TV licence charge risks isolating more over 75s warns Carmichael

Alistair Carmichael, MP for Orkney and Shetland, today in the House of Commons criticised the Government over their approach to allowing the BBC to end free TV licences for the over 75s. The move, expected to raise around £750million a year for the BBC, has come about as the Government transferred responsibility to pay for TV Licences for the over 75s away from the taxpayer, and onto the BBC, who have elected to abolish the freebie.

Speaking in the House of Commons, Mr. Carmichael said:

Surely the point is this, you cannot provide financial certainty for the BBC at the expense of the over 75s. Whether it was right or not to give the power to the BBC in the Digital Economy Act is not the issue. We have to look at this on the basis of the outcomes, not processes and will the Minister not accept that for the over 75s, the outcomes look pretty grim.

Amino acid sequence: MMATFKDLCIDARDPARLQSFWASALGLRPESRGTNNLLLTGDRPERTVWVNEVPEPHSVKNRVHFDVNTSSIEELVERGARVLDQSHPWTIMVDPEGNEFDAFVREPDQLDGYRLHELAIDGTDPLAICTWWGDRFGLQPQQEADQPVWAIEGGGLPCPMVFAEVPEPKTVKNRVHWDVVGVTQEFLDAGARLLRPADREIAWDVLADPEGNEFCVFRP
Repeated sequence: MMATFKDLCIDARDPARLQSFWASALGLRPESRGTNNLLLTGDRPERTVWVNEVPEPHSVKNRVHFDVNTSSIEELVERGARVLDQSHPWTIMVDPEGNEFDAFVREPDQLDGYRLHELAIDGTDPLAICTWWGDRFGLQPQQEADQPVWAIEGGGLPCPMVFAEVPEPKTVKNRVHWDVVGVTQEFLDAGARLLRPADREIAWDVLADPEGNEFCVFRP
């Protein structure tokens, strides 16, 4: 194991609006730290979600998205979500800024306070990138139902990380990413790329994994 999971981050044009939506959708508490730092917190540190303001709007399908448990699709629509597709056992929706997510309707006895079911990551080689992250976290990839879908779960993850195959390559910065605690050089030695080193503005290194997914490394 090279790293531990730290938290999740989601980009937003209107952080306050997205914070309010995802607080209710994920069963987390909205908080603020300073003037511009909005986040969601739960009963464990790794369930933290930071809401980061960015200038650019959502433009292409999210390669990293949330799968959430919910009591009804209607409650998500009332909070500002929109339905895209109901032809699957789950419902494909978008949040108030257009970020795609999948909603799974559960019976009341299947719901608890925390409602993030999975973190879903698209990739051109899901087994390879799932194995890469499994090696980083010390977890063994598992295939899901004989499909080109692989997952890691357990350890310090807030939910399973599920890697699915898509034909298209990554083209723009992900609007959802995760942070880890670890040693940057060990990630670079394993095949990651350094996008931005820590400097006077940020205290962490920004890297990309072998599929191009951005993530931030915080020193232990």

Responding on behalf of the Government, Margot James MP said:

I thank the Rt. Hon. Gentleman for his intervention and I am sure that the BBC will listen to the comments which he just made with which I have considerable sympathy. This was part of a fair deal for the BBC. At the time the BBC Director General, and I have already quoted him, that he did say also that it was a strong deal for the BBC and that it provided financial stability.

Commenting, Mr. Carmichael said:

“It is easy to say you are sympathetic but still the Government is doing nothing to set it right. They have tried to duck responsibility by pushing it onto the BBC, but this is not about who is responsible, but what the impact is on the people who will be affected.

“Over 75s are often on a low fixed pension, so to suddenly have an extra £150 outgoing is a huge chunk of their income.

“Many older people are reliant on their TVs as a way of avoiding loneliness and stripping them of their TV Licence is likely to leave significant numbers unable to watch their favourite programmes.”

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